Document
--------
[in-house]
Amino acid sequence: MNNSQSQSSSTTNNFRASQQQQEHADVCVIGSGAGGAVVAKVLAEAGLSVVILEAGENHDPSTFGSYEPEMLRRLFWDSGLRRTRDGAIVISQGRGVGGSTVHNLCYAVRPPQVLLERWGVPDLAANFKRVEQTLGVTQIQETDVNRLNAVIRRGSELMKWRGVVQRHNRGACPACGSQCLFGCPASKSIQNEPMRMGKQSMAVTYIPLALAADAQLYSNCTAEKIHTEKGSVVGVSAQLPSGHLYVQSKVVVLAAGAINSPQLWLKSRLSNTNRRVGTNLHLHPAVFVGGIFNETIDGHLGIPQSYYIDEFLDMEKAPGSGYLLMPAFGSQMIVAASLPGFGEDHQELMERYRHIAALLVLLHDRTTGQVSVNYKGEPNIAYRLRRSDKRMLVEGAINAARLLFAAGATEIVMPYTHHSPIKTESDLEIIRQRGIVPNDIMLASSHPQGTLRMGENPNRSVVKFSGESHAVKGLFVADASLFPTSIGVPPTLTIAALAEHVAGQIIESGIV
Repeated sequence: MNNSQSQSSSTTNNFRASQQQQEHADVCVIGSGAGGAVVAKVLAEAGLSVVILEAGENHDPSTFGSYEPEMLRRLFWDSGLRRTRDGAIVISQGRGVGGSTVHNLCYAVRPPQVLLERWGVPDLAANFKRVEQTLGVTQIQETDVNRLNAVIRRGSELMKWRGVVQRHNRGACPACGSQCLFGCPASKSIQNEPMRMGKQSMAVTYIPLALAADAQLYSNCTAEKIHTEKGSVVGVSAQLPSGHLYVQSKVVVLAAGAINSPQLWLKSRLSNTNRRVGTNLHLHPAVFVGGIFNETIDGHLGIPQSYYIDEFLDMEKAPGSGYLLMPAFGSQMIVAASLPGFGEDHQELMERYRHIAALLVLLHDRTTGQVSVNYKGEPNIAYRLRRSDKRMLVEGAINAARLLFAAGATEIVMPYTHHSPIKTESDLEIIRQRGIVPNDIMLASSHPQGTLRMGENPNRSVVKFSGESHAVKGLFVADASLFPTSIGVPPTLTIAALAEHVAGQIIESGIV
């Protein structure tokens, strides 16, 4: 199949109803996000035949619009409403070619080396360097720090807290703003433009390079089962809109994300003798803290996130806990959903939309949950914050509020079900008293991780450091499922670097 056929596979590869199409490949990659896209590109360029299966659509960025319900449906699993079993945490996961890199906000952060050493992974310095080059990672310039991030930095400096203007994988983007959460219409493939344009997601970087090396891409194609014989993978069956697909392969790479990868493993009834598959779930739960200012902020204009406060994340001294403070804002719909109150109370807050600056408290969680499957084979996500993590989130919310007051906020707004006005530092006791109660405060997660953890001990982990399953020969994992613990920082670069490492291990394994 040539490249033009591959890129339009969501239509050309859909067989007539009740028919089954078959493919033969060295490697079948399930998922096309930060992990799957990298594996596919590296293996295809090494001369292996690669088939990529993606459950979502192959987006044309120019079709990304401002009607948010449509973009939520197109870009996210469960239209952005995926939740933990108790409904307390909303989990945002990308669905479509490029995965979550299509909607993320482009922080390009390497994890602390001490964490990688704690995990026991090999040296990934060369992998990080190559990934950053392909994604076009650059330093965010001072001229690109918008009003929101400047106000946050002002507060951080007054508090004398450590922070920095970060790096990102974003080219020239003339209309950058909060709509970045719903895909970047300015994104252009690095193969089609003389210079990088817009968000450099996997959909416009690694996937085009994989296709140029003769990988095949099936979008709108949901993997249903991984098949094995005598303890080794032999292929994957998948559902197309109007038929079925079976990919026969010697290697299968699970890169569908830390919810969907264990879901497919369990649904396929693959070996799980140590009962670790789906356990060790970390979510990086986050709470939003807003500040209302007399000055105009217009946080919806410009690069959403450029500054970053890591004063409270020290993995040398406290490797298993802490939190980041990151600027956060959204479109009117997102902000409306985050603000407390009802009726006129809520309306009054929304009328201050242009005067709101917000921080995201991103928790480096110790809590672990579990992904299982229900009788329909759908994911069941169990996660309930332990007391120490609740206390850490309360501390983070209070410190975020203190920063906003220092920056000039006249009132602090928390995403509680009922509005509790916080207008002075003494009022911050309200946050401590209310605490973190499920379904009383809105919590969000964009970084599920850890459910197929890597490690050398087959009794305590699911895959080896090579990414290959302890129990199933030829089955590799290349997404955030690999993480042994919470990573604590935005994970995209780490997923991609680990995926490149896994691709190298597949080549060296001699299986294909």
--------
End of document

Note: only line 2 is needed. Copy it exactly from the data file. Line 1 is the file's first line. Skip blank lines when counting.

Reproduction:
Amino acid sequence: MNNSQSQSSSTTNNFRASQQQQEHADVCVIGSGAGGAVVAKVLAEAGLSVVILEAGENHDPSTFGSYEPEMLRRLFWDSGLRRTRDGAIVISQGRGVGGSTVHNLCYAVRPPQVLLERWGVPDLAANFKRVEQTLGVTQIQETDVNRLNAVIRRGSELMKWRGVVQRHNRGACPACGSQCLFGCPASKSIQNEPMRMGKQSMAVTYIPLALAADAQLYSNCTAEKIHTEKGSVVGVSAQLPSGHLYVQSKVVVLAAGAINSPQLWLKSRLSNTNRRVGTNLHLHPAVFVGGIFNETIDGHLGIPQSYYIDEFLDMEKAPGSGYLLMPAFGSQMIVAASLPGFGEDHQELMERYRHIAALLVLLHDRTTGQVSVNYKGEPNIAYRLRRSDKRMLVEGAINAARLLFAAGATEIVMPYTHHSPIKTESDLEIIRQRGIVPNDIMLASSHPQGTLRMGENPNRSVVKFSGESHAVKGLFVADASLFPTSIGVPPTLTIAALAEHVAGQIIESGIV